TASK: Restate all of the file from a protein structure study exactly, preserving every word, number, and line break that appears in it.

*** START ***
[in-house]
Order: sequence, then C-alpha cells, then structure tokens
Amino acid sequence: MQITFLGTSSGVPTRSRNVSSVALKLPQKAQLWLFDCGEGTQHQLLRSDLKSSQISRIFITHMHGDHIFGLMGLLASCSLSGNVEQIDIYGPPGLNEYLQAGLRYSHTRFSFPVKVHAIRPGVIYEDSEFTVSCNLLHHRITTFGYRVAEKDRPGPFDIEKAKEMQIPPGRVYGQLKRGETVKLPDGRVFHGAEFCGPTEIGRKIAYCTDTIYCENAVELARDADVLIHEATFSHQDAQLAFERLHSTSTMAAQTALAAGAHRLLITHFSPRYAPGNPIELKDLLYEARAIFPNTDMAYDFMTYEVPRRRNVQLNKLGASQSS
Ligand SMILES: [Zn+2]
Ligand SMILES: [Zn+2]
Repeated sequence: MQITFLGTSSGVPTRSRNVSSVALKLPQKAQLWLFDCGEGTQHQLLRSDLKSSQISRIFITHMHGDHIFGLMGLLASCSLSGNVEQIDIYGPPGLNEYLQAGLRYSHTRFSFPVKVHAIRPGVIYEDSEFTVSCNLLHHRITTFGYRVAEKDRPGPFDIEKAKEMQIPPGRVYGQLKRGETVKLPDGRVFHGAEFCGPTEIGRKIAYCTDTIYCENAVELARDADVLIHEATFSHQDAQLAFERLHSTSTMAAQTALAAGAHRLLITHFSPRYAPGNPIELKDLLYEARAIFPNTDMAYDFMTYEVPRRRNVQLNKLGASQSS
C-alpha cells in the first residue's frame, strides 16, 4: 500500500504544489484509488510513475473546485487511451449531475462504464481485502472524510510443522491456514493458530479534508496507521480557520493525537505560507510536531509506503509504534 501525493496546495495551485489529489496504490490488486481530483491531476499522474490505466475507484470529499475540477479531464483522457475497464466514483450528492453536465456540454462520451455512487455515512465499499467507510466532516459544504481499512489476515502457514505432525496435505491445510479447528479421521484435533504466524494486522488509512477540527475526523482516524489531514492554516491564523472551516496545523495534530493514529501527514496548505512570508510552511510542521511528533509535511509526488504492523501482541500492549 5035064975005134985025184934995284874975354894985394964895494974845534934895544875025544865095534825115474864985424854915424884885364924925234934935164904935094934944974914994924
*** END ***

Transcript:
[in-house]
Order: sequence, then C-alpha cells, then structure tokens
Amino acid sequence: MQITFLGTSSGVPTRSRNVSSVALKLPQKAQLWLFDCGEGTQHQLLRSDLKSSQISRIFITHMHGDHIFGLMGLLASCSLSGNVEQIDIYGPPGLNEYLQAGLRYSHTRFSFPVKVHAIRPGVIYEDSEFTVSCNLLHHRITTFGYRVAEKDRPGPFDIEKAKEMQIPPGRVYGQLKRGETVKLPDGRVFHGAEFCGPTEIGRKIAYCTDTIYCENAVELARDADVLIHEATFSHQDAQLAFERLHSTSTMAAQTALAAGAHRLLITHFSPRYAPGNPIELKDLLYEARAIFPNTDMAYDFMTYEVPRRRNVQLNKLGASQSS
Ligand SMILES: [Zn+2]
Ligand SMILES: [Zn+2]
Repeated sequence: MQITFLGTSSGVPTRSRNVSSVALKLPQKAQLWLFDCGEGTQHQLLRSDLKSSQISRIFITHMHGDHIFGLMGLLASCSLSGNVEQIDIYGPPGLNEYLQAGLRYSHTRFSFPVKVHAIRPGVIYEDSEFTVSCNLLHHRITTFGYRVAEKDRPGPFDIEKAKEMQIPPGRVYGQLKRGETVKLPDGRVFHGAEFCGPTEIGRKIAYCTDTIYCENAVELARDADVLIHEATFSHQDAQLAFERLHSTSTMAAQTALAAGAHRLLITHFSPRYAPGNPIELKDLLYEARAIFPNTDMAYDFMTYEVPRRRNVQLNKLGASQSS
C-alpha cells in the first residue's frame, strides 16, 4: 500500500504544489484509488510513475473546485487511451449531475462504464481485502472524510510443522491456514493458530479534508496507521480557520493525537505560507510536531509506503509504534 501525493496546495495551485489529489496504490490488486481530483491531476499522474490505466475507484470529499475540477479531464483522457475497464466514483450528492453536465456540454462520451455512487455515512465499499467507510466532516459544504481499512489476515502457514505432525496435505491445510479447528479421521484435533504466524494486522488509512477540527475526523482516524489531514492554516491564523472551516496545523495534530493514529501527514496548505512570508510552511510542521511528533509535511509526488504492523501482541500492549 5035064975005134985025184934995284874975354894985394964895494974845534934895544875025544865095534825115474864985424854915424884885364924925234934935164904935094934944974914994924